The Multivariable Chain Rule

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In this post we learn how to apply the chain rule to vector-valued functions with multiple variables.

We’ve seen how to apply the chain rule to real number functions. Now we can extend this concept into higher dimensions.

How does the Multivariable Chain Rule Work?

Remember that the chain rule helps us differentiate nested functions.
If we have a function f of multiple variables x and y, which are themselves functions of another variable r, we can calculate the total differential.

\frac{d}{dr}f(x(r), y(r)) = 
\frac{\partial f}{\partial x} \frac{d x}{d r} + 
\frac{\partial f}{\partial y} \frac{d y}{d r} 

As we’ve seen when constructing the Jacobian matrix, then treating x(r) and y(r) as disparate functions, we can write them together in a vector.

\vec{v} = \begin{bmatrix}
    x(r) \\
    y(r)
  \end{bmatrix}

Note that I am writing v with this tiny arrow on top to distinguish it from the other non-vector variables.

Accordingly, we can also write the derivatives as vectors.

Partial outer derivatives of f with respect to x and y.

Nested derivatives of x and y with respect to r.

 \frac{\partial f}{\partial (x,y)} =
\begin{bmatrix}
    \frac{\partial f}{\partial x}  \\
    \frac{\partial f}{\partial y}
  \end{bmatrix}

 \frac{d (x,y)}{d r} =
\begin{bmatrix}
    \frac{d x}{d r}   \\
    \frac{d y}{d r} 
  \end{bmatrix}

Now we can write the total derivative of f with respect to the nested variable r as a dot product of the two vectors.

\frac{df}{dr} = \frac{\partial f}{\partial (x,y)}  \frac{d (x,y)}{d r}  = 
\begin{bmatrix}
    \frac{\partial f}{\partial x}  \\
    \frac{\partial f}{\partial y}
  \end{bmatrix}
\cdot
\begin{bmatrix}
    \frac{d x}{d r}   \\
    \frac{d y}{d r} 
  \end{bmatrix}

Example

f(x,y) = 2x^2 + 3y \\
x(r) = r^2 - 1 \\
y(r) = 2r^2+3

Let’s first calculate the partial derivatives of f with respect to x, y, and the derivatives for x, y with respect to r.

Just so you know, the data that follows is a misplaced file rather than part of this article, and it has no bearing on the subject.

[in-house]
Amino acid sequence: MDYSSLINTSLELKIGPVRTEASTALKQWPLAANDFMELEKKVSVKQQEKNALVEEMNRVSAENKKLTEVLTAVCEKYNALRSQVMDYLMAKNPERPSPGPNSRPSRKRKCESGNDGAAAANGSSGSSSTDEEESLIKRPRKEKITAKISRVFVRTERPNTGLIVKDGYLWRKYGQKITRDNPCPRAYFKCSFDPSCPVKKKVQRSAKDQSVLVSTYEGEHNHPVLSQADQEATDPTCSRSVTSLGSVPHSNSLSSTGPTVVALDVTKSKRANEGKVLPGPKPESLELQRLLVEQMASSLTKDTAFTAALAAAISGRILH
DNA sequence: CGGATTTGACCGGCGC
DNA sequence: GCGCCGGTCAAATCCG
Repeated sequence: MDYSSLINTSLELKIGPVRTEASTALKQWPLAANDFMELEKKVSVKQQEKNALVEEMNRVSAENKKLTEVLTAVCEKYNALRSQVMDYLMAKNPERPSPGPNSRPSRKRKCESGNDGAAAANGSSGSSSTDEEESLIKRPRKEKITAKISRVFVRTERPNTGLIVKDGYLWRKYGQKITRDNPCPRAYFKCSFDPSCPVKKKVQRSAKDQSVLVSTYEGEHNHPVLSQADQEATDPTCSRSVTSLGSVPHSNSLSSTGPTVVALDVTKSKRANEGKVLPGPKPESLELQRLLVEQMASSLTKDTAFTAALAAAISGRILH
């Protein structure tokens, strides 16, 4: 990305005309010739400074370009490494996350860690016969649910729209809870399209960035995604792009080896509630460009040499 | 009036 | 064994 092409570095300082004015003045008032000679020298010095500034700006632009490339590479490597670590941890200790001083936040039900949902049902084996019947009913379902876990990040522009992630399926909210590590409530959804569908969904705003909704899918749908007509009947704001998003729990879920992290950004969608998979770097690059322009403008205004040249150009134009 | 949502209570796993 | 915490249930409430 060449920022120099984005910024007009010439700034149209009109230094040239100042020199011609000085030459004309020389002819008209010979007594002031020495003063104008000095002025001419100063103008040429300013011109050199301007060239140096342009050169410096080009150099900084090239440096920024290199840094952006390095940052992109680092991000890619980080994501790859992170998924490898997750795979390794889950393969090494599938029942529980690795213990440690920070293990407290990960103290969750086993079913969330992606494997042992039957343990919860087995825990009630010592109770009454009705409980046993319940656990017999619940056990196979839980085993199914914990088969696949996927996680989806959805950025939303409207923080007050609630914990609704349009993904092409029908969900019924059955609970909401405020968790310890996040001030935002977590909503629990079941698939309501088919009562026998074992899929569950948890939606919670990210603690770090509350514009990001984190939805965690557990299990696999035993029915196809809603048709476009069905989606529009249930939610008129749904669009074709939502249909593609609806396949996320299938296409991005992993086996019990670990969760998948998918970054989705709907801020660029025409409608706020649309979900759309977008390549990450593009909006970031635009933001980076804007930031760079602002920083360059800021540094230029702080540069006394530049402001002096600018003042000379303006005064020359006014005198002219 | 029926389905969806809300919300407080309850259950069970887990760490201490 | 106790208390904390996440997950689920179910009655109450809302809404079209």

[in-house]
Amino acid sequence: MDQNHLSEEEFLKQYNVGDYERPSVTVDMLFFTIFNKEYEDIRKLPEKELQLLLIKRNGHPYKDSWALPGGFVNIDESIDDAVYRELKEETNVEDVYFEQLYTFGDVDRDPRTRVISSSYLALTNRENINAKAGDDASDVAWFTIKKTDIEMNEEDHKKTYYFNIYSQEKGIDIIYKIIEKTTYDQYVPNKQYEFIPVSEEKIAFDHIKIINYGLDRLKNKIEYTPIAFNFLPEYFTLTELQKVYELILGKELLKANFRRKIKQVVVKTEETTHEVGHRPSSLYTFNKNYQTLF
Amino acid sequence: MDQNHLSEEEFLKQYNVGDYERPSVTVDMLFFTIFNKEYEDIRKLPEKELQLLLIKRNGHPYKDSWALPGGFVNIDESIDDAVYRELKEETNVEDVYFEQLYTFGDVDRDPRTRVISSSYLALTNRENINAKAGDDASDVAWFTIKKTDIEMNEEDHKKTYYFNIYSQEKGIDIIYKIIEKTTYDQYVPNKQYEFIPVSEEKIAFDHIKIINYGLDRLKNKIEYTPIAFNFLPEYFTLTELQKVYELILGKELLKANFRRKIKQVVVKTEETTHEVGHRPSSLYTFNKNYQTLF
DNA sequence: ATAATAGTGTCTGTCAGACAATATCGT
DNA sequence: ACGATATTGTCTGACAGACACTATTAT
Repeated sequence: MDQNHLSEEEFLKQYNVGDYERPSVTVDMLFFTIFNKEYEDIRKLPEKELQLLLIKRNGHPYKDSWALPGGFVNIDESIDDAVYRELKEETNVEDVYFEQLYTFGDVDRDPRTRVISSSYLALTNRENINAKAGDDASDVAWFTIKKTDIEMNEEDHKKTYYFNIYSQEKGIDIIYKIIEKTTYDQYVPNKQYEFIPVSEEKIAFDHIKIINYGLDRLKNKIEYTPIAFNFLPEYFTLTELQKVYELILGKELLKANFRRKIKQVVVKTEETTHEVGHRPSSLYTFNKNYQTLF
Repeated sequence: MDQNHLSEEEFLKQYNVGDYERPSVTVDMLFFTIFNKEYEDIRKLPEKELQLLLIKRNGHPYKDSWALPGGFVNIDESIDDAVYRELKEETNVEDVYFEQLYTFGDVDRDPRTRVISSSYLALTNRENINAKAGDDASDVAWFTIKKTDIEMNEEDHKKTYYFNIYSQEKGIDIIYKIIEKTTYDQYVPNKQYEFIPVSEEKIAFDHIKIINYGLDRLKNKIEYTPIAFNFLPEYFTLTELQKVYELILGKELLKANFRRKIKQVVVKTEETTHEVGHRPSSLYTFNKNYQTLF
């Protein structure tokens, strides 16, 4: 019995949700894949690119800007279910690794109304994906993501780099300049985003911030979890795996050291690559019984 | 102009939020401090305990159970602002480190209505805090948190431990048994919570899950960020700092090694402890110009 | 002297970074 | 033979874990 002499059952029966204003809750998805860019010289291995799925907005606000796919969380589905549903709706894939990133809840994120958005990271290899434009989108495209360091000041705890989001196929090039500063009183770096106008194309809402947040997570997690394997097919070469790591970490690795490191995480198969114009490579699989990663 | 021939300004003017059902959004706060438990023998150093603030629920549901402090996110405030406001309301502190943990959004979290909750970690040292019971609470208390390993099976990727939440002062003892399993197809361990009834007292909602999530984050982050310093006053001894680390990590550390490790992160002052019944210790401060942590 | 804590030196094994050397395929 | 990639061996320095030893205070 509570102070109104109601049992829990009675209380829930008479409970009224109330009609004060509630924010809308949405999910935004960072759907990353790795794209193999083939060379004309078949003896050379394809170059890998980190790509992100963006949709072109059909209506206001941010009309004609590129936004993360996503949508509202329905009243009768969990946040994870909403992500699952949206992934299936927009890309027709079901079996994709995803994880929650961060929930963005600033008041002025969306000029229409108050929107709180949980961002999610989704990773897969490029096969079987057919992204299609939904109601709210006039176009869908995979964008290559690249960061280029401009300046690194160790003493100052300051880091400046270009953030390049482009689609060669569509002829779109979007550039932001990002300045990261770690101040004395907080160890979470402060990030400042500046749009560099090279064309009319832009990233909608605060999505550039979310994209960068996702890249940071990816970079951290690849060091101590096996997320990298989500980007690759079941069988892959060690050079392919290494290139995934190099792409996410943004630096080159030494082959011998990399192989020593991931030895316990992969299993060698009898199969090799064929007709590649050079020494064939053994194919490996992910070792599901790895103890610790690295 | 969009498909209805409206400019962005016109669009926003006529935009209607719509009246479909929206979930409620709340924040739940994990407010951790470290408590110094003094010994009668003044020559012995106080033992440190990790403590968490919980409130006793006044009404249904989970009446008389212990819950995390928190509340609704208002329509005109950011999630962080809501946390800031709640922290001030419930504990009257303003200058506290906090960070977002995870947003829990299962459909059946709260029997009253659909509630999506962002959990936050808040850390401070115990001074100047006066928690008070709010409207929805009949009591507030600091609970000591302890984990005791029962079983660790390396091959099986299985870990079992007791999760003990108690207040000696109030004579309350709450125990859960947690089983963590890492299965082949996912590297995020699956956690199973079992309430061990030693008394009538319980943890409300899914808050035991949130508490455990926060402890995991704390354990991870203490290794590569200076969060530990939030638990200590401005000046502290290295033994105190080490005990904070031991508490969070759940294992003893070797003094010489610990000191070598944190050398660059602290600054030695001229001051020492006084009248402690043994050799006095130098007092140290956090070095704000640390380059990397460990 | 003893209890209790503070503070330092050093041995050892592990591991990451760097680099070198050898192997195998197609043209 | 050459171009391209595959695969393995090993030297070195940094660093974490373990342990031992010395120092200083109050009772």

\frac{\partial f}{\partial x}  = 4x = 4r^2-4 \\

    \frac{\partial f}{\partial y} =3\\

    \frac{d x}{d r} = 2r  \\
    \frac{d y}{d r} =4r

Let’s write them in vector format as a dot product and multiply out.

\begin{bmatrix}
    \frac{\partial f}{\partial x}  \\
    \frac{\partial f}{\partial y}
  \end{bmatrix}
\cdot
\begin{bmatrix}
    \frac{d x}{d r}   \\
    \frac{d y}{d r} 
  \end{bmatrix}
=

\begin{bmatrix}
    4r^2-4  \\
    3
  \end{bmatrix}
\cdot
\begin{bmatrix}
   2r   \\
   4r
  \end{bmatrix} 
= 8r^3 + 4r

Alternatively, we can eliminate x and y from the start by substituting the appropriate terms of r.

f(r) = 2(r^2-1)^2 + 3(2r^2+3)\\
= 2r^4-4r^2+2+6r^2+6

Now we can simply differentiate, which gives us the following.

\frac{df}{dr} = 8r^3 + 4r

It resolves to the same term as when we applied the chain rule. In this simple case, it is probably faster to use the second method. But once you are dealing with many nested variables, the chain rule is a much better and more scalable approach.

With the multivariate chain rule, the Jacobian, and the Hessian under our belt, we have all the conceptual tools to understand how neural networks work.

This post is part of a series on Calculus for Machine Learning. To read the other posts, go to the index.


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